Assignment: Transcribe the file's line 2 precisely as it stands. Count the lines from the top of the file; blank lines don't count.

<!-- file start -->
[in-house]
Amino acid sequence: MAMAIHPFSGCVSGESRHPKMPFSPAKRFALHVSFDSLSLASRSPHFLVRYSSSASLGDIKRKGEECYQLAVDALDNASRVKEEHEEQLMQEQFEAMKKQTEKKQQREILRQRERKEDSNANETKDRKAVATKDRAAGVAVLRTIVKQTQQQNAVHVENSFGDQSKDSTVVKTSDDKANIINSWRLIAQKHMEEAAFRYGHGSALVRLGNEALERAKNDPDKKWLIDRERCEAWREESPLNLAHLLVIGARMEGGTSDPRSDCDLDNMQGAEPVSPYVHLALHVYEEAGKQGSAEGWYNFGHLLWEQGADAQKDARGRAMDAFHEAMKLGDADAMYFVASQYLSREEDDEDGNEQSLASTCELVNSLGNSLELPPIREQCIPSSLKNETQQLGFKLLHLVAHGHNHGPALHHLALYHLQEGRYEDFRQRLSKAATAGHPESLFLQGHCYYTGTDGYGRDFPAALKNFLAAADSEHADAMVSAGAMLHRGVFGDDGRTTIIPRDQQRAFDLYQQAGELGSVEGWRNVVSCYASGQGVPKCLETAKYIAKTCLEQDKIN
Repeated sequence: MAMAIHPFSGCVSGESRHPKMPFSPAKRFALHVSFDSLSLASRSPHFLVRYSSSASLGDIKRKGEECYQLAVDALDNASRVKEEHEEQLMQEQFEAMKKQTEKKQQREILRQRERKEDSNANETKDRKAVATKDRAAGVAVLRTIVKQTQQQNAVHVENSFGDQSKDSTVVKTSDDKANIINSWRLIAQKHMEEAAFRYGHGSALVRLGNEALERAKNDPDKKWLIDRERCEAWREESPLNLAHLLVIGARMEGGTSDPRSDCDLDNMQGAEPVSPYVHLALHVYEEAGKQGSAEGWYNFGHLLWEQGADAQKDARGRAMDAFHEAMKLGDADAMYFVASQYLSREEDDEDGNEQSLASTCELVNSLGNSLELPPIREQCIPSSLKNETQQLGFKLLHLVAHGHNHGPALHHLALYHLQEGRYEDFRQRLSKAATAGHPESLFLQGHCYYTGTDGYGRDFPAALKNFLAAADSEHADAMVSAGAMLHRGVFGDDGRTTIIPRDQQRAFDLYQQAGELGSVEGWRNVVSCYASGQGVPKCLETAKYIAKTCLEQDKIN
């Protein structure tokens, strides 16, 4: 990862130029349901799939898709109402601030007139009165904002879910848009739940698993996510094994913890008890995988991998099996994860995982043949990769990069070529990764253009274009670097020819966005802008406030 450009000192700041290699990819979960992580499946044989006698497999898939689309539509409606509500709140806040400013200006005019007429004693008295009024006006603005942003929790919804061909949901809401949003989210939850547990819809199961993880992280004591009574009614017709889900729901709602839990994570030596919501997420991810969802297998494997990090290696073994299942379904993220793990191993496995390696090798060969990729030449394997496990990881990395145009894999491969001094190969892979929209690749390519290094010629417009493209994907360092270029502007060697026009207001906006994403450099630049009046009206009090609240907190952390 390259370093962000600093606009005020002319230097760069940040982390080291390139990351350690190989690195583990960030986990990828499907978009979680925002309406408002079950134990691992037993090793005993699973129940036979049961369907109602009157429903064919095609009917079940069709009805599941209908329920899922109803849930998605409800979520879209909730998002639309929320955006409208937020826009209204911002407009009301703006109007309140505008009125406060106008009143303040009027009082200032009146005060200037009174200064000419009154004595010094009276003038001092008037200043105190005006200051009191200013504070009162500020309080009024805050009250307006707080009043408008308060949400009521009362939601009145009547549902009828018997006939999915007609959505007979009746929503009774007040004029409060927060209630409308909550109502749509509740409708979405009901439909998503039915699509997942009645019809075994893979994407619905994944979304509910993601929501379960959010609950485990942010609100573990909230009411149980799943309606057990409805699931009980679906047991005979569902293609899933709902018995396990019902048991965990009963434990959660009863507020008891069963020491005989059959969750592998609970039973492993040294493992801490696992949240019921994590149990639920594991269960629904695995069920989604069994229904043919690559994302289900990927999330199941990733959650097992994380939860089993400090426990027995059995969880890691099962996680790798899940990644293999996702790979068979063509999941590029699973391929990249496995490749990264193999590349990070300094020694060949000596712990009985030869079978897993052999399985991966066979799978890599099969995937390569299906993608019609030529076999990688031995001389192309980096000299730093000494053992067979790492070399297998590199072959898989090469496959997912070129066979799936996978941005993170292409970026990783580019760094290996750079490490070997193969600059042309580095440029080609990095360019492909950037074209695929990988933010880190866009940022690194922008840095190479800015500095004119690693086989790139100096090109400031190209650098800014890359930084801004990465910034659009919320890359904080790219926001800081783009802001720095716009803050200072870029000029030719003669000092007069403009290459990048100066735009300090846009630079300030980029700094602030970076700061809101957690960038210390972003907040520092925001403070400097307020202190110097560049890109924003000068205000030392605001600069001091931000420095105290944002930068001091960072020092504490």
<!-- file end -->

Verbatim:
Amino acid sequence: MAMAIHPFSGCVSGESRHPKMPFSPAKRFALHVSFDSLSLASRSPHFLVRYSSSASLGDIKRKGEECYQLAVDALDNASRVKEEHEEQLMQEQFEAMKKQTEKKQQREILRQRERKEDSNANETKDRKAVATKDRAAGVAVLRTIVKQTQQQNAVHVENSFGDQSKDSTVVKTSDDKANIINSWRLIAQKHMEEAAFRYGHGSALVRLGNEALERAKNDPDKKWLIDRERCEAWREESPLNLAHLLVIGARMEGGTSDPRSDCDLDNMQGAEPVSPYVHLALHVYEEAGKQGSAEGWYNFGHLLWEQGADAQKDARGRAMDAFHEAMKLGDADAMYFVASQYLSREEDDEDGNEQSLASTCELVNSLGNSLELPPIREQCIPSSLKNETQQLGFKLLHLVAHGHNHGPALHHLALYHLQEGRYEDFRQRLSKAATAGHPESLFLQGHCYYTGTDGYGRDFPAALKNFLAAADSEHADAMVSAGAMLHRGVFGDDGRTTIIPRDQQRAFDLYQQAGELGSVEGWRNVVSCYASGQGVPKCLETAKYIAKTCLEQDKIN